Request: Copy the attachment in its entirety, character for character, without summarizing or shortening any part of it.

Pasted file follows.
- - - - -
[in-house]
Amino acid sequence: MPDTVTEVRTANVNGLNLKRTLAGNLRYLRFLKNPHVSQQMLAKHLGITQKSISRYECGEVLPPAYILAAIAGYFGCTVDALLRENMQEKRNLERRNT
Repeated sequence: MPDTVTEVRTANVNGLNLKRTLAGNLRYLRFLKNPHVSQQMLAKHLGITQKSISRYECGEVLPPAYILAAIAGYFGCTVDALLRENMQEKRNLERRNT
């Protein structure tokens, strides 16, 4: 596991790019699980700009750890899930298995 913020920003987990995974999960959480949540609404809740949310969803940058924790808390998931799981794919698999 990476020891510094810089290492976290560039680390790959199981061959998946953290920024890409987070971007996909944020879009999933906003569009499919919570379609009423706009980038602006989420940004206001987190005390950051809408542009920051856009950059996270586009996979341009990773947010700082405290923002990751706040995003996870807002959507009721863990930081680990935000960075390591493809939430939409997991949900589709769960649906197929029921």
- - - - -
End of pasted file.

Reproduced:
[in-house]
Amino acid sequence: MPDTVTEVRTANVNGLNLKRTLAGNLRYLRFLKNPHVSQQMLAKHLGITQKSISRYECGEVLPPAYILAAIAGYFGCTVDALLRENMQEKRNLERRNT
Repeated sequence: MPDTVTEVRTANVNGLNLKRTLAGNLRYLRFLKNPHVSQQMLAKHLGITQKSISRYECGEVLPPAYILAAIAGYFGCTVDALLRENMQEKRNLERRNT
């Protein structure tokens, strides 16, 4: 596991790019699980700009750890899930298995 913020920003987990995974999960959480949540609404809740949310969803940058924790808390998931799981794919698999 990476020891510094810089290492976290560039680390790959199981061959998946953290920024890409987070971007996909944020879009999933906003569009499919919570379609009423706009980038602006989420940004206001987190005390950051809408542009920051856009950059996270586009996979341009990773947010700082405290923002990751706040995003996870807002959507009721863990930081680990935000960075390591493809939430939409997991949900589709769960649906197929029921």